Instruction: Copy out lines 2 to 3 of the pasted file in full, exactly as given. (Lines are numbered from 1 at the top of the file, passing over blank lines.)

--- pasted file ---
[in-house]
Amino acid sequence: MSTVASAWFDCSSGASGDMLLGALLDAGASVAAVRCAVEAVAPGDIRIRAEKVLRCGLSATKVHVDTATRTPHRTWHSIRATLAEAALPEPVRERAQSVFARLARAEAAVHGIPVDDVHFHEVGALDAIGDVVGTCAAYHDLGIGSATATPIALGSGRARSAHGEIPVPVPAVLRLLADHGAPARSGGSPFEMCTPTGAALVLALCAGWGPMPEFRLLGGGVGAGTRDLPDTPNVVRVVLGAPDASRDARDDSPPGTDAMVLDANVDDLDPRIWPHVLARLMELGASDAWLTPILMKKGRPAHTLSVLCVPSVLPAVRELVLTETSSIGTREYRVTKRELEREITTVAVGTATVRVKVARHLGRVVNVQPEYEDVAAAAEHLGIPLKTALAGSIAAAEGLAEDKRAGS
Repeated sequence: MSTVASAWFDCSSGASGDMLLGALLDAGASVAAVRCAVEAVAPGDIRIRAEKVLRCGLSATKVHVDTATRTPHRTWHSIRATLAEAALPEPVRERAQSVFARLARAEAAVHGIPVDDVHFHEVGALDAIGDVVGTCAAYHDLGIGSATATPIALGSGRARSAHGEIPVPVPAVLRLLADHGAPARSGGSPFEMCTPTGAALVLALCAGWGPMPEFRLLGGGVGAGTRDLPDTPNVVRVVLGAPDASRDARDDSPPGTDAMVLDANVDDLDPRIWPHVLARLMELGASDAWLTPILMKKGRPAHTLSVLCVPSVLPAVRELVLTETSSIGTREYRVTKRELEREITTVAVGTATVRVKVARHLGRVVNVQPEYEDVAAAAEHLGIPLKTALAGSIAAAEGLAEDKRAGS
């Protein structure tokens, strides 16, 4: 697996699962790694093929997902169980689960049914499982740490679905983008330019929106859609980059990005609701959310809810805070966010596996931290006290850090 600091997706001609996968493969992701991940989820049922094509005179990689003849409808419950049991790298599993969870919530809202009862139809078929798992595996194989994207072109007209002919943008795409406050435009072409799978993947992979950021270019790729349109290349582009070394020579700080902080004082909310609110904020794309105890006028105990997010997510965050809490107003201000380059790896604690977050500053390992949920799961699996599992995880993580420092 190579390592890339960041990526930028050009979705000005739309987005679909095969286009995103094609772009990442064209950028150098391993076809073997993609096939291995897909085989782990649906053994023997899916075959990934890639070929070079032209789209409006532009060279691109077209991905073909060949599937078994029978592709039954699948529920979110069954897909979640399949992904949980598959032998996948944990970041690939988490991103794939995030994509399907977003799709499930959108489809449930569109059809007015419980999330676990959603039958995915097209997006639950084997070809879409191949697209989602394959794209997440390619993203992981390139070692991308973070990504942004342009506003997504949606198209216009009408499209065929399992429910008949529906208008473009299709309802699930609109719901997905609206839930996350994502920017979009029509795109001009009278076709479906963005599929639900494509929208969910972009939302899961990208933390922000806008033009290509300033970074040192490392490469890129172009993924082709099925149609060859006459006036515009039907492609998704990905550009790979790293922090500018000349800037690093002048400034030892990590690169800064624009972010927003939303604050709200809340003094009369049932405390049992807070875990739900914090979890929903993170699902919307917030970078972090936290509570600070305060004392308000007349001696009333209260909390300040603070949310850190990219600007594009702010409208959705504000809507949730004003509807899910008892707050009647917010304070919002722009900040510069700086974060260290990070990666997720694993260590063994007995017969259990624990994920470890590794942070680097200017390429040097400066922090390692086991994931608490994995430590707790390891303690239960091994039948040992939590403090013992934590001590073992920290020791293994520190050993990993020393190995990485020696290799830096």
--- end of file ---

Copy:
Amino acid sequence: MSTVASAWFDCSSGASGDMLLGALLDAGASVAAVRCAVEAVAPGDIRIRAEKVLRCGLSATKVHVDTATRTPHRTWHSIRATLAEAALPEPVRERAQSVFARLARAEAAVHGIPVDDVHFHEVGALDAIGDVVGTCAAYHDLGIGSATATPIALGSGRARSAHGEIPVPVPAVLRLLADHGAPARSGGSPFEMCTPTGAALVLALCAGWGPMPEFRLLGGGVGAGTRDLPDTPNVVRVVLGAPDASRDARDDSPPGTDAMVLDANVDDLDPRIWPHVLARLMELGASDAWLTPILMKKGRPAHTLSVLCVPSVLPAVRELVLTETSSIGTREYRVTKRELEREITTVAVGTATVRVKVARHLGRVVNVQPEYEDVAAAAEHLGIPLKTALAGSIAAAEGLAEDKRAGS
Repeated sequence: MSTVASAWFDCSSGASGDMLLGALLDAGASVAAVRCAVEAVAPGDIRIRAEKVLRCGLSATKVHVDTATRTPHRTWHSIRATLAEAALPEPVRERAQSVFARLARAEAAVHGIPVDDVHFHEVGALDAIGDVVGTCAAYHDLGIGSATATPIALGSGRARSAHGEIPVPVPAVLRLLADHGAPARSGGSPFEMCTPTGAALVLALCAGWGPMPEFRLLGGGVGAGTRDLPDTPNVVRVVLGAPDASRDARDDSPPGTDAMVLDANVDDLDPRIWPHVLARLMELGASDAWLTPILMKKGRPAHTLSVLCVPSVLPAVRELVLTETSSIGTREYRVTKRELEREITTVAVGTATVRVKVARHLGRVVNVQPEYEDVAAAAEHLGIPLKTALAGSIAAAEGLAEDKRAGS